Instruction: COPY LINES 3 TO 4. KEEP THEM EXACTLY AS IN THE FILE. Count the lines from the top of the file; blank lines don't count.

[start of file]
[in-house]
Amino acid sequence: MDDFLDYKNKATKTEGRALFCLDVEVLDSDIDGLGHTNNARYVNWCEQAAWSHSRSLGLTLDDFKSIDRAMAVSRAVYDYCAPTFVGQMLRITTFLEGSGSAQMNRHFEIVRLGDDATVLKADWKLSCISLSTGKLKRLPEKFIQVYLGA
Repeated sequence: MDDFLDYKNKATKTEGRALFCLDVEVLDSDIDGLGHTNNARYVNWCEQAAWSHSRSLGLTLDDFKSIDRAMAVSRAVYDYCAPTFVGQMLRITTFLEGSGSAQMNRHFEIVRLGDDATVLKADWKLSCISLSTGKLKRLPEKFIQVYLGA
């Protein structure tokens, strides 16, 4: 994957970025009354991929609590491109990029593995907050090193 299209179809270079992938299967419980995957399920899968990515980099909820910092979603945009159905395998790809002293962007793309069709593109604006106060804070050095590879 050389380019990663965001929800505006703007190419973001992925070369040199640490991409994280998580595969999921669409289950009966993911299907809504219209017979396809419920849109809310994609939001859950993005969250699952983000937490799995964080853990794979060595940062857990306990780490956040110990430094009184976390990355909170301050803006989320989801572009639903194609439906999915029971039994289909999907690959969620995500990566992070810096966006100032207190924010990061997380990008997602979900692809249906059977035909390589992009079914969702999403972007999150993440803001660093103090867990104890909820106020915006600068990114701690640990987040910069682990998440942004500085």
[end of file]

Repeated sequence: MDDFLDYKNKATKTEGRALFCLDVEVLDSDIDGLGHTNNARYVNWCEQAAWSHSRSLGLTLDDFKSIDRAMAVSRAVYDYCAPTFVGQMLRITTFLEGSGSAQMNRHFEIVRLGDDATVLKADWKLSCISLSTGKLKRLPEKFIQVYLGA
């Protein structure tokens, strides 16, 4: 994957970025009354991929609590491109990029593995907050090193 299209179809270079992938299967419980995957399920899968990515980099909820910092979603945009159905395998790809002293962007793309069709593109604006106060804070050095590879 050389380019990663965001929800505006703007190419973001992925070369040199640490991409994280998580595969999921669409289950009966993911299907809504219209017979396809419920849109809310994609939001859950993005969250699952983000937490799995964080853990794979060595940062857990306990780490956040110990430094009184976390990355909170301050803006989320989801572009639903194609439906999915029971039994289909999907690959969620995500990566992070810096966006100032207190924010990061997380990008997602979900692809249906059977035909390589992009079914969702999403972007999150993440803001660093103090867990104890909820106020915006600068990114701690640990987040910069682990998440942004500085």